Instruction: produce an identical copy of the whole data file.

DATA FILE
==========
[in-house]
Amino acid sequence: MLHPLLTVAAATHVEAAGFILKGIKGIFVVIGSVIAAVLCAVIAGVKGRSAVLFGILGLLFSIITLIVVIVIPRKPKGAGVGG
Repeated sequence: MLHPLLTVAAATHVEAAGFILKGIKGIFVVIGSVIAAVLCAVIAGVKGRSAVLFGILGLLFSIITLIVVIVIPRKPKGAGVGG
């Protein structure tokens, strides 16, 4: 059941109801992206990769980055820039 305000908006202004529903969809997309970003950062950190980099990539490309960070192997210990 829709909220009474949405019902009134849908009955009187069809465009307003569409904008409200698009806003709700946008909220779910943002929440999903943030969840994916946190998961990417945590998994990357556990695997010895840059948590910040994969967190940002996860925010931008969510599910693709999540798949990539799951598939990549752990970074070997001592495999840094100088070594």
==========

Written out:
[in-house]
Amino acid sequence: MLHPLLTVAAATHVEAAGFILKGIKGIFVVIGSVIAAVLCAVIAGVKGRSAVLFGILGLLFSIITLIVVIVIPRKPKGAGVGG
Repeated sequence: MLHPLLTVAAATHVEAAGFILKGIKGIFVVIGSVIAAVLCAVIAGVKGRSAVLFGILGLLFSIITLIVVIVIPRKPKGAGVGG
């Protein structure tokens, strides 16, 4: 059941109801992206990769980055820039 305000908006202004529903969809997309970003950062950190980099990539490309960070192997210990 829709909220009474949405019902009134849908009955009187069809465009307003569409904008409200698009806003709700946008909220779910943002929440999903943030969840994916946190998961990417945590998994990357556990695997010895840059948590910040994969967190940002996860925010931008969510599910693709999540798949990539799951598939990549752990970074070997001592495999840094100088070594």